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A cognitive interview is a specific type of interview that attempts to elicit a more vivid and accurate memory of a particular event. This method is often used in police interviews of a witness to a crime and is intended as a way to help that witness remember what happened in a more accurate way. There are a number of different techniques that can be used during this type of interview.
The idea of the cognitive interview came about largely due to research and study by psychologists into human memory, especially how memory can be most accurately recalled. Early theories that human memory was similar to a camera, recording events for accurate recall later, were largely disproven by research that indicates people inadvertently alter their memories due to emotions and personal opinions or beliefs. While someone may believe he or she is accurately recalling a particular memory, strong emotions and personal bias can often alter how well a memory is actually recalled. A cognitive interview uses a number of different methods to help an interviewer get more accurate recall of memories from an interviewee.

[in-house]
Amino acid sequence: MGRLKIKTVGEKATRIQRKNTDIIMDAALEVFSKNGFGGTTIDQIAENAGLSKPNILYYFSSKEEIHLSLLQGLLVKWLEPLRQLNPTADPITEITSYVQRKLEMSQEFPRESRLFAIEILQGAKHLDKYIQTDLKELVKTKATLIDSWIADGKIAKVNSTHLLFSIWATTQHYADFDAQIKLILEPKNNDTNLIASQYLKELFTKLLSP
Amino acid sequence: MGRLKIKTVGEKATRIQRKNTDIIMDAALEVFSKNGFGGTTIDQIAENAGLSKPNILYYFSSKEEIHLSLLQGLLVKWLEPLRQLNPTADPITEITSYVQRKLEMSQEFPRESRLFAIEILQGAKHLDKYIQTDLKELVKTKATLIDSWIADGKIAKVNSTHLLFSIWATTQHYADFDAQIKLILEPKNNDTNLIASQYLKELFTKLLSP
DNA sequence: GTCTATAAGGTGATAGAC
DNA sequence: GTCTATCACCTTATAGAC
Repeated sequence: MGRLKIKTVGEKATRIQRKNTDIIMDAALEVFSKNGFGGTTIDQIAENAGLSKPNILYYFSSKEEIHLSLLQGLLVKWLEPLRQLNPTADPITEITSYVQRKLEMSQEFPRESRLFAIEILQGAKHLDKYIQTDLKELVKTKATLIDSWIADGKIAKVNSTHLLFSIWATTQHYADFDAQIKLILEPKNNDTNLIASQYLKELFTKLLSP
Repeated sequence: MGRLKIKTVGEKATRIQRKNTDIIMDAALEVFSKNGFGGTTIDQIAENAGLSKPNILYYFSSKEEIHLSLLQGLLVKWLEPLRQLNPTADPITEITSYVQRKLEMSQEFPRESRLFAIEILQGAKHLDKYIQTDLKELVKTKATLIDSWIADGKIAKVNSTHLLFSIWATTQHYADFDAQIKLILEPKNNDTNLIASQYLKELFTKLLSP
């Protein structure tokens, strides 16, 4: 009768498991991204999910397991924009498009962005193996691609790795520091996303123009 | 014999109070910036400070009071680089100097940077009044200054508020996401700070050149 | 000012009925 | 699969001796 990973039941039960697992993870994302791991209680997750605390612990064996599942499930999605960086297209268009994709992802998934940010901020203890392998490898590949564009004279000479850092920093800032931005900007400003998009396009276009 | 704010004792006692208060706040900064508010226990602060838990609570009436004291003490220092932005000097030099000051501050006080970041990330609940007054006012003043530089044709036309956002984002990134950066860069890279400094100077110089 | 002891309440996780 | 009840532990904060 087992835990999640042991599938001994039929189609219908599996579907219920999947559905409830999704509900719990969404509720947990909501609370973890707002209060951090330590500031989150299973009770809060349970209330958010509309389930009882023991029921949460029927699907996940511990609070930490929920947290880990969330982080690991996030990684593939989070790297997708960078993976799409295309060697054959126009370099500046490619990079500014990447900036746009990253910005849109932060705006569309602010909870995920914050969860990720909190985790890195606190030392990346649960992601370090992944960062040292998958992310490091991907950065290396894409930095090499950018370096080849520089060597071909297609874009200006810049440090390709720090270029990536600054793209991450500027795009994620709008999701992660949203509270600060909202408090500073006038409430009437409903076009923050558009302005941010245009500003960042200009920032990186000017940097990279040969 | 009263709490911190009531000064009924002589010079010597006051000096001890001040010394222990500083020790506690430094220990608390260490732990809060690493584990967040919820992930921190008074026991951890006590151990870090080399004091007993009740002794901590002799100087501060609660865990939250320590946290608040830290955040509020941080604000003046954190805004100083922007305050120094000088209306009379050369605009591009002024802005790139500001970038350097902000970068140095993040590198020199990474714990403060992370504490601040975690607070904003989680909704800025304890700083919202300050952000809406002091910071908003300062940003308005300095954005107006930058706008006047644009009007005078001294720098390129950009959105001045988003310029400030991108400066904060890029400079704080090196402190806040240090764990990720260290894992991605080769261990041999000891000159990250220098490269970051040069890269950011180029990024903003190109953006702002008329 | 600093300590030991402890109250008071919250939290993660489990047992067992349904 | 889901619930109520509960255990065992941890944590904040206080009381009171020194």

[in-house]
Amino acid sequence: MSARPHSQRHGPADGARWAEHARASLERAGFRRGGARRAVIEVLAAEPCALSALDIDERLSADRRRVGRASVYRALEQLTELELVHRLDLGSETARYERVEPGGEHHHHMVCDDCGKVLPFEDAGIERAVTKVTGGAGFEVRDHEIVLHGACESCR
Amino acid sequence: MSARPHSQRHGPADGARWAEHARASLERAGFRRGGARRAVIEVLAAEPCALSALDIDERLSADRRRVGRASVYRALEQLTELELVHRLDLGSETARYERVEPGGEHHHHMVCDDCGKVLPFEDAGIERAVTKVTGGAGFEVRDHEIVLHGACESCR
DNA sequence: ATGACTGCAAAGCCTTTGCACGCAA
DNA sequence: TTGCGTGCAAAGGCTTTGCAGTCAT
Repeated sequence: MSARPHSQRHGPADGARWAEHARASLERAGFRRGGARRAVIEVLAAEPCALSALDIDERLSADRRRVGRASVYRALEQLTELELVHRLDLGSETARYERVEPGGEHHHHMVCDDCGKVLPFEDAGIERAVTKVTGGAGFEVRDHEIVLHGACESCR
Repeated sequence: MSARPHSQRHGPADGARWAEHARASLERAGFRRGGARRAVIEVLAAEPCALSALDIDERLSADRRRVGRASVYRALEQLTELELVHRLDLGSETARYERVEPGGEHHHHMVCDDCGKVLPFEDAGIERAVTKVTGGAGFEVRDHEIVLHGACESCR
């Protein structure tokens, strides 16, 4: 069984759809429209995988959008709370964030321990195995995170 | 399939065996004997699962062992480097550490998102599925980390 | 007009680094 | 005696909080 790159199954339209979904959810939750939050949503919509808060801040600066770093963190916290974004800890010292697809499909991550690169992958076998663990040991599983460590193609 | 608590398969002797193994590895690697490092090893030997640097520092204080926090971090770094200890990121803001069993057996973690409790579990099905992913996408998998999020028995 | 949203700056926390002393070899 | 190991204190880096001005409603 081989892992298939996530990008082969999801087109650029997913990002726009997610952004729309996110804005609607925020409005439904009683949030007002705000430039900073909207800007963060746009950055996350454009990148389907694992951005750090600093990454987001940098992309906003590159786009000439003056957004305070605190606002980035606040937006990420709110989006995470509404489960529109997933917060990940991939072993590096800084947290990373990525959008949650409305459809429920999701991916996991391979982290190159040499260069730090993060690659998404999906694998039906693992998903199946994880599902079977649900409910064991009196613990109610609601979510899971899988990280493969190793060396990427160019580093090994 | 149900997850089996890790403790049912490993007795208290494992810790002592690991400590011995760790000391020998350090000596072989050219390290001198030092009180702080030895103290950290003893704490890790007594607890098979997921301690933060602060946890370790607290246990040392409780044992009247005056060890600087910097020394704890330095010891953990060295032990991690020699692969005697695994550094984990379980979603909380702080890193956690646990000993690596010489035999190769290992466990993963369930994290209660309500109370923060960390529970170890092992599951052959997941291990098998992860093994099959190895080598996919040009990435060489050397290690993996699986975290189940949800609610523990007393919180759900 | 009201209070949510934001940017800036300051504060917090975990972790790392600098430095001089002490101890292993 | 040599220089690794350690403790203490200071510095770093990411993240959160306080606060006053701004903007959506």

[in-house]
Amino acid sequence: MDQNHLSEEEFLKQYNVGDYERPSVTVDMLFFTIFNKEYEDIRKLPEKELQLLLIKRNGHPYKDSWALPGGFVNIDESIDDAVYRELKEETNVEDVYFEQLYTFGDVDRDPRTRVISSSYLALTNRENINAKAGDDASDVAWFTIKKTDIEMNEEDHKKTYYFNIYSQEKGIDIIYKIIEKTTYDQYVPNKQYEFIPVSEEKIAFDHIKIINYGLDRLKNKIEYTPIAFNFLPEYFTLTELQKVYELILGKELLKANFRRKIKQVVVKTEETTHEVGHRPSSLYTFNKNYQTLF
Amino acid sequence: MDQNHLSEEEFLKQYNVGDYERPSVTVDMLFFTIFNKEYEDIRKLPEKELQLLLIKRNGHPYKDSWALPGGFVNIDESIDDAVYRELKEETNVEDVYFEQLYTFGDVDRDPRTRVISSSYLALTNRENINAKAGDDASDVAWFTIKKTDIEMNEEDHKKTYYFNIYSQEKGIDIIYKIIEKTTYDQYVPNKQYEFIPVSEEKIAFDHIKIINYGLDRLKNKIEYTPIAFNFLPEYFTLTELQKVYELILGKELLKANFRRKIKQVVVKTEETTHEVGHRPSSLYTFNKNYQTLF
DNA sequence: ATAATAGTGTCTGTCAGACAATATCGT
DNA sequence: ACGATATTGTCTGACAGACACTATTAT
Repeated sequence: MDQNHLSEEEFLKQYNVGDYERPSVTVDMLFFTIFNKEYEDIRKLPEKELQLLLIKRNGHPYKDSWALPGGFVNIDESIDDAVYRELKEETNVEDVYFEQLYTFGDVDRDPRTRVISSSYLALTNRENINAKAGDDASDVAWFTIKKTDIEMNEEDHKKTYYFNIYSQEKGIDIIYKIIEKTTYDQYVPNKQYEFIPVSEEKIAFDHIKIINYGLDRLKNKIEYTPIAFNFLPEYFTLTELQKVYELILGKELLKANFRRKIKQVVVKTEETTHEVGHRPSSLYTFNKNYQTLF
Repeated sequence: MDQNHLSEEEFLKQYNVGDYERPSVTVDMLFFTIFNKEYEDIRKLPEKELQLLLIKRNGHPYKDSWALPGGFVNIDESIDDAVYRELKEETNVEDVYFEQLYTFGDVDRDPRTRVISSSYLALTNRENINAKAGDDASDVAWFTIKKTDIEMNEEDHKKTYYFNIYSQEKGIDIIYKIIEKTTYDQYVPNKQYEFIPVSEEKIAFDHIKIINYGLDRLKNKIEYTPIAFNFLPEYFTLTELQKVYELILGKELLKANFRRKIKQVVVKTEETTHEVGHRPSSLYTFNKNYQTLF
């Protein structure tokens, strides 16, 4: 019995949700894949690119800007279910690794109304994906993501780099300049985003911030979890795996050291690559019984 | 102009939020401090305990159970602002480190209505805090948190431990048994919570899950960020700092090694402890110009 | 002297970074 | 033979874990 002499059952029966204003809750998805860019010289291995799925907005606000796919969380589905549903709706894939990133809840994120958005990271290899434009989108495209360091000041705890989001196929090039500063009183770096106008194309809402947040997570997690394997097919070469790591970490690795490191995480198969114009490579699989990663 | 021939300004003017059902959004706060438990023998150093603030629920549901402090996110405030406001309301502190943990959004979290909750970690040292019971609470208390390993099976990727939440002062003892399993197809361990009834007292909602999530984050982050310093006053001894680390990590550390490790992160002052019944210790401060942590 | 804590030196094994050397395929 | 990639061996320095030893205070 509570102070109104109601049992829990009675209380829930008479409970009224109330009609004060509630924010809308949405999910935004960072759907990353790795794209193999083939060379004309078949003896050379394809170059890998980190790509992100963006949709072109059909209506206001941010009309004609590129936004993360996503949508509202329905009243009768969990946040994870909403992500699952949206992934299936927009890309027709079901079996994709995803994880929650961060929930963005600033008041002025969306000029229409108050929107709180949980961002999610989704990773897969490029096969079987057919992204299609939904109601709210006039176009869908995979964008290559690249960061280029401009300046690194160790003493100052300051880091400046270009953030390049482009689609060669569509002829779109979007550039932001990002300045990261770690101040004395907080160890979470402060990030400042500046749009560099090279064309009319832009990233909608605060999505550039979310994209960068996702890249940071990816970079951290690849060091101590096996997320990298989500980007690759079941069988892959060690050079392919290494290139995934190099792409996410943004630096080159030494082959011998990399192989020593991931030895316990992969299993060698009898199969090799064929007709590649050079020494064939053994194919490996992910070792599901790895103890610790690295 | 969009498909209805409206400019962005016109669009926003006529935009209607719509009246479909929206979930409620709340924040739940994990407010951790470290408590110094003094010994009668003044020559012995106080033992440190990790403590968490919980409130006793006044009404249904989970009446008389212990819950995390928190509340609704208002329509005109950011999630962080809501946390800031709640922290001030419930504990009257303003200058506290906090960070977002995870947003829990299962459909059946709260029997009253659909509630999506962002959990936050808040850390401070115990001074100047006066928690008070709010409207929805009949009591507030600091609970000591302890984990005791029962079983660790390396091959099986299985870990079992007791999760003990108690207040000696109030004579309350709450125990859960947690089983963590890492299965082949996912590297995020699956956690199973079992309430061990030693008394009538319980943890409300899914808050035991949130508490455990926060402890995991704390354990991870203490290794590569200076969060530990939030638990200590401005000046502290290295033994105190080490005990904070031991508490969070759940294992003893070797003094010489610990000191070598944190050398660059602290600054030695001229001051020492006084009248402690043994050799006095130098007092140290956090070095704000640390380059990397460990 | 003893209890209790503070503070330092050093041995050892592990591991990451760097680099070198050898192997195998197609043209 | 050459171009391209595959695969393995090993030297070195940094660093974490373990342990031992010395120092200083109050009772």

While different interviewers can take somewhat different approaches to a cognitive interview, there are a few procedures that are often used during this type of interview. The cognitive interview will typically begin with the interviewer asking the witness to try to put himself or herself back into the moment he or she is trying to remember. The witness will often be asked to close his or her eyes to block out other stimuli and focus on the memories. Open questions, those without a “yes” or “no” answer, are asked and the interviewer will typically not interrupt the flow of a witness’s answer, letting him or her remember an event more organically.
The witness in a cognitive interview will often be asked to remember events as they happened from start to finish. Once this is reported, the interviewee may then ask the witness to report the events as they occurred in reverse order, or to start in the middle and recall the events going forward or backward. This can help a witness recall details that may have otherwise been lost or overlooked by forcing him or her to recall them in an unusual way.
A cognitive interview will often end with the witness then being asked to describe the events from the perspective of someone else. This can help remove personal biases or emotions, and help the witness focus on the events in an impartial way. The interviewer will often ask questions seeking to elicit details that have common elements connecting them, such as humorous events, as well as questions that would use multiple senses, including smell and touch, as these can trigger stronger, more diverse memories.
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